Memorial Day Weekend

Backpack and Peak Bagging Trip

May 26-28, 1990

Have you ever stood on the top of a high mountain peak and been able to see God’s creation in a spectacular 360° panorama? This will be your opportunity to do this from not just one, but from four peaks in the San Bernardino Mountains.

Leader: Bruce Corning. Home phone: (213)416-9076. Work phone: (213)333-3568. E-mail: BCorning:LAX1B:Xerox.

Distance: 20 Mile Loop trip.

Trailhead - 6,800’.
Limberpine Bench Trail Camp (First Night) - 9,200’.
San Bernardino Peak - 10,649’.
San Bernardino East Peak - 10,691’.
Anderson Peak - 10,864’.
Shields Peak - 10,701’.
Trail Fork Springs Trail Camp (Second Night) - 10,400’.

Difficulty: Mildly Strenuous.

Weather: The weather in this area and altitude is unpredictable in late May. Daytime might be very warm, especially in direct sunlight, but be prepared for nightime temperatures down to 30 degrees. Also for cold rain. Thunderstorms can arise suddenly in these mountains, so bring rain gear.

I do not like to cancel trips and this one will not be canceled except for conditions which are dangerous such as icy conditions on the high trails and storms deemed beyond the capability of the group to handle.

Trip Description: The first day we will hike from the trailhead to Limberpine Bench Trail Camp (7 miles). This camp is open with a wide western view. The sparse and weather-beaten limber pines have grotesque shapes and very little foliage due to the harsh weather. Much of the second day (7miles) will be spent hiking along a ridge that is over 10,000’ in elevation. We will pass near four peaks, all within one-half mile of the trail. Peak bagging is optional. On Monday, we will have an easy hike (6 miles fairly steep downhill) to the trailhead, then travel home.

Good physical conditioning is essential. The rigors of cold weather, high altitude and strenuous hiking will take their toll on your body. This trip will be somewhat difficult and the weather may be cold, but the scenery will be beautiful and the trip rewarding. Beginners are welcome.

Equipment: Be sure to include the ten essentials. If you need a checklist, I can give you one. Special equipment such as Ice Axe, Crampons and Snowshoes are not required or recommended. Unfortunately I was unable to obtain a fire permit which means no campfire. Cooking must be done on portable stoves. Each person is responsible for his/her own equipment.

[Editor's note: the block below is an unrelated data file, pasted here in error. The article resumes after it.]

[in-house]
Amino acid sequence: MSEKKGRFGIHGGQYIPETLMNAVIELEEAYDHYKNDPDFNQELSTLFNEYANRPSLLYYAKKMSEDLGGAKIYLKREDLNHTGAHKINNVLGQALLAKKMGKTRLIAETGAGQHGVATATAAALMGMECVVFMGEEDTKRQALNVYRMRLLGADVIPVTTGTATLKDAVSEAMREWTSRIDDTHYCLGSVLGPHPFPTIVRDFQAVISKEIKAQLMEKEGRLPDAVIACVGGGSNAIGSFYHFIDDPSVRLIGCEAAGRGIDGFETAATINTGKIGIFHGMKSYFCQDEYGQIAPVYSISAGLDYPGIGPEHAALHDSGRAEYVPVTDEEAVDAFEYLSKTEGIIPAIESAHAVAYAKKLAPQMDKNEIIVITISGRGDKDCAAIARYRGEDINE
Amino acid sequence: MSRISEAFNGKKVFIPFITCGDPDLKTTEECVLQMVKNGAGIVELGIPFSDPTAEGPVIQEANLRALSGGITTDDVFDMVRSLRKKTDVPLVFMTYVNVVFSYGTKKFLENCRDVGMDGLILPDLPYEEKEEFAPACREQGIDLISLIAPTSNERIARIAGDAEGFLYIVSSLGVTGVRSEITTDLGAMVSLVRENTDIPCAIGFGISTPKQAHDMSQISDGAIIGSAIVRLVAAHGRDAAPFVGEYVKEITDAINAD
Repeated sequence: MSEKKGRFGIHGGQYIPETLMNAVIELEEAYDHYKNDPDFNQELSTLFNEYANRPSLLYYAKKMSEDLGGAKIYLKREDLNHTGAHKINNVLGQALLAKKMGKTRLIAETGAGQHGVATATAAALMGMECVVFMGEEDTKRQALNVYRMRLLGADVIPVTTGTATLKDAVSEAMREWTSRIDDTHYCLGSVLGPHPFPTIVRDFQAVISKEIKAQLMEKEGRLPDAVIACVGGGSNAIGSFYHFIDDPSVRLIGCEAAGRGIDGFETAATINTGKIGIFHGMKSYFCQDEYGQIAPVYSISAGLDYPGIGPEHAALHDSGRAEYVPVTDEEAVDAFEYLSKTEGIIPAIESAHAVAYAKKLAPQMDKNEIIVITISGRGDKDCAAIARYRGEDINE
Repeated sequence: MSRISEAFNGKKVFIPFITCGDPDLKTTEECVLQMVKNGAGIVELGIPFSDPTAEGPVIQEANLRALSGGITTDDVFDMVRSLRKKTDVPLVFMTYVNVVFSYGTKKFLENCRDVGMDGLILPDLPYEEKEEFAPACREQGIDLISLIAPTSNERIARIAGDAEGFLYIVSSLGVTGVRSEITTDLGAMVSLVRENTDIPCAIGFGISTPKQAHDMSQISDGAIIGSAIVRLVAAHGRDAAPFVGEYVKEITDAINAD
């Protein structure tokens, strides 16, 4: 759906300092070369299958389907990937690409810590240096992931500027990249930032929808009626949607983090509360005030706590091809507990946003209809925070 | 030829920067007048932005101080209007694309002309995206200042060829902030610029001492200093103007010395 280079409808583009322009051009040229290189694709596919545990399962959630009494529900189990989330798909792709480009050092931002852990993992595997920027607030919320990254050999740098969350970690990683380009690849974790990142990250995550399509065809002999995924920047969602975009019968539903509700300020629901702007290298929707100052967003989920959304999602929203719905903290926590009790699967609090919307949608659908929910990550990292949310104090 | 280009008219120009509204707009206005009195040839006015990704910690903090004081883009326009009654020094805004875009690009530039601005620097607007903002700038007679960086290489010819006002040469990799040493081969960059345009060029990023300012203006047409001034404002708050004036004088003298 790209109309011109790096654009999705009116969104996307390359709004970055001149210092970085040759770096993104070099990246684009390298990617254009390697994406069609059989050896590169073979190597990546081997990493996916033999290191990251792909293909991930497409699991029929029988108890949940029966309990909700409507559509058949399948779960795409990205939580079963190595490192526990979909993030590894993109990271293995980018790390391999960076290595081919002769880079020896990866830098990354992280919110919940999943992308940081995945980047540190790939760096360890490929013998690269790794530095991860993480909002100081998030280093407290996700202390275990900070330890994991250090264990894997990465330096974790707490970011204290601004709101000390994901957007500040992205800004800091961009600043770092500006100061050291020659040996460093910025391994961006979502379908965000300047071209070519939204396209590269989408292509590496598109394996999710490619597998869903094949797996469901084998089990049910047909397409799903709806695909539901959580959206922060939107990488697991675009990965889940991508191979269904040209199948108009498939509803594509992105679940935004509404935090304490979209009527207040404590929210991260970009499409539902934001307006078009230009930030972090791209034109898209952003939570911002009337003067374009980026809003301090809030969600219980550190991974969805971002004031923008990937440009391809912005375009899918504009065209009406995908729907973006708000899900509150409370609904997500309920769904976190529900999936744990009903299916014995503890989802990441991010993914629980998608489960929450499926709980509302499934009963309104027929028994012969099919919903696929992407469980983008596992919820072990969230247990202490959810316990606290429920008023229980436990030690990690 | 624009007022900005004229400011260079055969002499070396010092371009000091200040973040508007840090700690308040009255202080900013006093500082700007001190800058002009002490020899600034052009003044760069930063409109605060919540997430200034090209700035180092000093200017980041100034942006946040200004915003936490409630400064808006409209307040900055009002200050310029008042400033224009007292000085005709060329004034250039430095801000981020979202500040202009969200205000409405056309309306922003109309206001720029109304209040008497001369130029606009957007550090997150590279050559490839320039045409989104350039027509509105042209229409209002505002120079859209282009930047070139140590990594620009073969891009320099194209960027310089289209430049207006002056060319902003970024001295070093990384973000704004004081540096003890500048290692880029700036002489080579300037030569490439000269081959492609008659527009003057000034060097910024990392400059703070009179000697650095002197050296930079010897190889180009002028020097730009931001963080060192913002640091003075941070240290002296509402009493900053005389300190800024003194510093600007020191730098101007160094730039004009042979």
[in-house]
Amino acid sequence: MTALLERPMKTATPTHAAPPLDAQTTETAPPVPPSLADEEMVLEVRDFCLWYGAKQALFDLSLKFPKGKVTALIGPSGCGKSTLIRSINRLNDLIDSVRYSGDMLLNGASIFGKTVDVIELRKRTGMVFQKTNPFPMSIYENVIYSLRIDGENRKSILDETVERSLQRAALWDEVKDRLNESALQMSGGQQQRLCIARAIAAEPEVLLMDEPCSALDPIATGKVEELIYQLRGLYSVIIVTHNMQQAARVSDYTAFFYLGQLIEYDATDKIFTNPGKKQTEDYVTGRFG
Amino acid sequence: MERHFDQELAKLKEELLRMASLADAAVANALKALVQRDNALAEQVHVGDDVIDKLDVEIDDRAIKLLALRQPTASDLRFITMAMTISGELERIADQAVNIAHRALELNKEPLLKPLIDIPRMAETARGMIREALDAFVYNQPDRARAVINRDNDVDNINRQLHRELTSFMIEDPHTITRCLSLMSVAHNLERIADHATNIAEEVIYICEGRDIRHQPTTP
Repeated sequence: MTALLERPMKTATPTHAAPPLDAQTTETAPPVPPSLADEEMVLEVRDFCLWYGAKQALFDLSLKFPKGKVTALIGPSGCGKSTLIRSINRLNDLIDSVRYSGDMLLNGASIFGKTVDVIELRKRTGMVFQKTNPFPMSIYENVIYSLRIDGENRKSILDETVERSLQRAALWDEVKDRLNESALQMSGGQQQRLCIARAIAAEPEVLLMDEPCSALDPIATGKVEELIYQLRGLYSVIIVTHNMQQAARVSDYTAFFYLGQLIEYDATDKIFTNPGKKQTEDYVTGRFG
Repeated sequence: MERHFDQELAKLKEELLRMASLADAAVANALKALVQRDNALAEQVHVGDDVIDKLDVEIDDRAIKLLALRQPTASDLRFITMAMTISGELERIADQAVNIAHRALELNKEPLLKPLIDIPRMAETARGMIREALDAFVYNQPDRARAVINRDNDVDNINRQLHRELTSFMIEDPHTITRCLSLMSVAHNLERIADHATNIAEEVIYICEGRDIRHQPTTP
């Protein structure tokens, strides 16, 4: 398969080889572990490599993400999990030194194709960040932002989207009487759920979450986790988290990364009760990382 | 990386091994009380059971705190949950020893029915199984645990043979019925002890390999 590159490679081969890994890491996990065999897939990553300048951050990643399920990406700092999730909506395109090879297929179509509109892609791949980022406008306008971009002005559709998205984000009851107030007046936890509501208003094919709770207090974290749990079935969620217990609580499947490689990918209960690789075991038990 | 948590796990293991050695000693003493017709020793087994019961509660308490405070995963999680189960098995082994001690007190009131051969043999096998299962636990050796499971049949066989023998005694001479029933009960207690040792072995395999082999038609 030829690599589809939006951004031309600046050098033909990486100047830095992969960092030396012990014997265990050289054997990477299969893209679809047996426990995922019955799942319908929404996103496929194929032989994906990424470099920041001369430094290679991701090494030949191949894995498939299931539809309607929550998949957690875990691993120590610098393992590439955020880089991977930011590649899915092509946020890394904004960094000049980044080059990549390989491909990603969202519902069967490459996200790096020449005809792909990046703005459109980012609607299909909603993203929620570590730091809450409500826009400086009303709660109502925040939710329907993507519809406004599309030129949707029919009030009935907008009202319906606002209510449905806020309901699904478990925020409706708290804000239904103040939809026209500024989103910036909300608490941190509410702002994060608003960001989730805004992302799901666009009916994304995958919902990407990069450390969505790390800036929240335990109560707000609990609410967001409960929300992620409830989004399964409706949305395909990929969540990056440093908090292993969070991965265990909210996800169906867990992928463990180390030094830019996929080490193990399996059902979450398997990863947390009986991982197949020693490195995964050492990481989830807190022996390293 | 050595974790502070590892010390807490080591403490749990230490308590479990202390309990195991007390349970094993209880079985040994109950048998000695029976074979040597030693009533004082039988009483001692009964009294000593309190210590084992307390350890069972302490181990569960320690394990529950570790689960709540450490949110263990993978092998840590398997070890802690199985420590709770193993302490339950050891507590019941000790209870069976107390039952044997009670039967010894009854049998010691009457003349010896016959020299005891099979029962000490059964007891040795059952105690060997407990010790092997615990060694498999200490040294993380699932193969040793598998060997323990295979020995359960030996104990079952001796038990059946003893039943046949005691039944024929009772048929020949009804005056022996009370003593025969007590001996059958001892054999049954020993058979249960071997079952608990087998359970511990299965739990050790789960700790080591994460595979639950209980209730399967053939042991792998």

Items such as card decks, paperback books, and pencil and paper are fine for the idle hours around camp. I do not encourage Walkmans or other similar electronic devices, since we are up here to get away from such urban influences.

Food: Left up to the participants. Plan on three breakfasts, two dinners, and trail snacks for three days.

Expenses: This is a cost sharing trip, I suggest carpooling and sharing the costs.

Participants: The number of participants is strictly limited to eight.

Instructions: It is my practice to travel to the vicinity of the trailhead the night before a hike and get a fairly early start. This gives your body an extra eight hours or so to get accustomed to the altitude. The early start allows us to get to camp about noon so the afternoon may be spent in leisure or on another hike.

We plan to leave the trailhead at 8:00 AM sharp! on Saturday and return to the trailhead about noon on Monday. There is an A & W in Mentone which is my favorite place to snack on the way home.

Driving Instructions: From the South Bay area, take the 91 freeway east to highway 10. Take highway 10 east to Redlands and take Orange Street north. Orange Street is also Highways 30 and 38. In about a mile, highway 38 turns east (right), follow it. Near Forest Home, highway 38 takes a very sharp turn to the left and then follows the mountain around to Angeles Oaks. Keep going to the Jenks Lake turnoff (turn right) and about 1/3 mile turn right on a narrow dirt road with a sign that reads: "Forsee Creek Trail". Continue down this road to the end (about 1/2 mile) where there is plenty of parking space. Driving time from the South Bay area is about three hours.

Disclaimer: Although slight, there is a chance of serious injury or death associated with outdoors activities such as this. By agreeing to participate, you choose to assume these risks. Liability wise, you are on your own. You are all adults, capable of making your own decisions and you are responsible for your choices. As the leader, I reserve the right to insist on conduct that is safe to other people and the environment, and compliant with the regulations given on the wilderness permit.